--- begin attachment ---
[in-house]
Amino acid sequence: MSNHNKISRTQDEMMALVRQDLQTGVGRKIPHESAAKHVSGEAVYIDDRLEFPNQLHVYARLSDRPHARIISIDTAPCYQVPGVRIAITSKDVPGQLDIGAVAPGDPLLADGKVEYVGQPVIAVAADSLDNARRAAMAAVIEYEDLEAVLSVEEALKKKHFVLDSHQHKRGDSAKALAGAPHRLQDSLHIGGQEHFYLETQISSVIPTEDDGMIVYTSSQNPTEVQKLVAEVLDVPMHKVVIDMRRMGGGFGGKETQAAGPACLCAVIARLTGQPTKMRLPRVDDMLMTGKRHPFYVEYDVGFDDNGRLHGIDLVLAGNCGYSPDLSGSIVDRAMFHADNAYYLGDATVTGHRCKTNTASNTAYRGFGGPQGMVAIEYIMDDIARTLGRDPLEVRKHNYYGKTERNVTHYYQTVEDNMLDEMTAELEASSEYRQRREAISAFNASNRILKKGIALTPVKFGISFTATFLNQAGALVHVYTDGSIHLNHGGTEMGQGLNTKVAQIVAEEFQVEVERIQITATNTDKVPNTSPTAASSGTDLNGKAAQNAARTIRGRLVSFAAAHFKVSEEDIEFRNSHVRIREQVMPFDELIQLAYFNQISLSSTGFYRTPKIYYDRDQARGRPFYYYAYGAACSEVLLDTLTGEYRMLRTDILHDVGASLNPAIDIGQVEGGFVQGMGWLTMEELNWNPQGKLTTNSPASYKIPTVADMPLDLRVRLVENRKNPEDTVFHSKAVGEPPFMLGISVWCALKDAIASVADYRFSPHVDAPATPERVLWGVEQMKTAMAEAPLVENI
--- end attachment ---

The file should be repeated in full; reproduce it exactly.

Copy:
[in-house]
Amino acid sequence: MSNHNKISRTQDEMMALVRQDLQTGVGRKIPHESAAKHVSGEAVYIDDRLEFPNQLHVYARLSDRPHARIISIDTAPCYQVPGVRIAITSKDVPGQLDIGAVAPGDPLLADGKVEYVGQPVIAVAADSLDNARRAAMAAVIEYEDLEAVLSVEEALKKKHFVLDSHQHKRGDSAKALAGAPHRLQDSLHIGGQEHFYLETQISSVIPTEDDGMIVYTSSQNPTEVQKLVAEVLDVPMHKVVIDMRRMGGGFGGKETQAAGPACLCAVIARLTGQPTKMRLPRVDDMLMTGKRHPFYVEYDVGFDDNGRLHGIDLVLAGNCGYSPDLSGSIVDRAMFHADNAYYLGDATVTGHRCKTNTASNTAYRGFGGPQGMVAIEYIMDDIARTLGRDPLEVRKHNYYGKTERNVTHYYQTVEDNMLDEMTAELEASSEYRQRREAISAFNASNRILKKGIALTPVKFGISFTATFLNQAGALVHVYTDGSIHLNHGGTEMGQGLNTKVAQIVAEEFQVEVERIQITATNTDKVPNTSPTAASSGTDLNGKAAQNAARTIRGRLVSFAAAHFKVSEEDIEFRNSHVRIREQVMPFDELIQLAYFNQISLSSTGFYRTPKIYYDRDQARGRPFYYYAYGAACSEVLLDTLTGEYRMLRTDILHDVGASLNPAIDIGQVEGGFVQGMGWLTMEELNWNPQGKLTTNSPASYKIPTVADMPLDLRVRLVENRKNPEDTVFHSKAVGEPPFMLGISVWCALKDAIASVADYRFSPHVDAPATPERVLWGVEQMKTAMAEAPLVENI